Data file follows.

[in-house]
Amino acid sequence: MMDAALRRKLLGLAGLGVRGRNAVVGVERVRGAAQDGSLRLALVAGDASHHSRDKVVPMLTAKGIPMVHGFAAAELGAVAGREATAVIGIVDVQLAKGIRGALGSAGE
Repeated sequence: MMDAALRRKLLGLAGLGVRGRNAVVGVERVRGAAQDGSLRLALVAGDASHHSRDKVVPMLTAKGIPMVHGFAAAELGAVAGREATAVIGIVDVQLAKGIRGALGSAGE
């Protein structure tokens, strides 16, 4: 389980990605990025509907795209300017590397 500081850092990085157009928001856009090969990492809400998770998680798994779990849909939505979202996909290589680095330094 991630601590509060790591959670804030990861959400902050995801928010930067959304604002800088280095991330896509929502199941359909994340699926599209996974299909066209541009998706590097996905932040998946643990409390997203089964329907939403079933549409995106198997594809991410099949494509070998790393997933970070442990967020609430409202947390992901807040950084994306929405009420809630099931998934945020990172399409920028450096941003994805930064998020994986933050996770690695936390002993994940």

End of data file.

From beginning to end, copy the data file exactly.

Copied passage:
[in-house]
Amino acid sequence: MMDAALRRKLLGLAGLGVRGRNAVVGVERVRGAAQDGSLRLALVAGDASHHSRDKVVPMLTAKGIPMVHGFAAAELGAVAGREATAVIGIVDVQLAKGIRGALGSAGE
Repeated sequence: MMDAALRRKLLGLAGLGVRGRNAVVGVERVRGAAQDGSLRLALVAGDASHHSRDKVVPMLTAKGIPMVHGFAAAELGAVAGREATAVIGIVDVQLAKGIRGALGSAGE
């Protein structure tokens, strides 16, 4: 389980990605990025509907795209300017590397 500081850092990085157009928001856009090969990492809400998770998680798994779990849909939505979202996909290589680095330094 991630601590509060790591959670804030990861959400902050995801928010930067959304604002800088280095991330896509929502199941359909994340699926599209996974299909066209541009998706590097996905932040998946643990409390997203089964329907939403079933549409995106198997594809991410099949494509070998790393997933970070442990967020609430409202947390992901807040950084994306929405009420809630099931998934945020990172399409920028450096941003994805930064998020994986933050996770690695936390002993994940």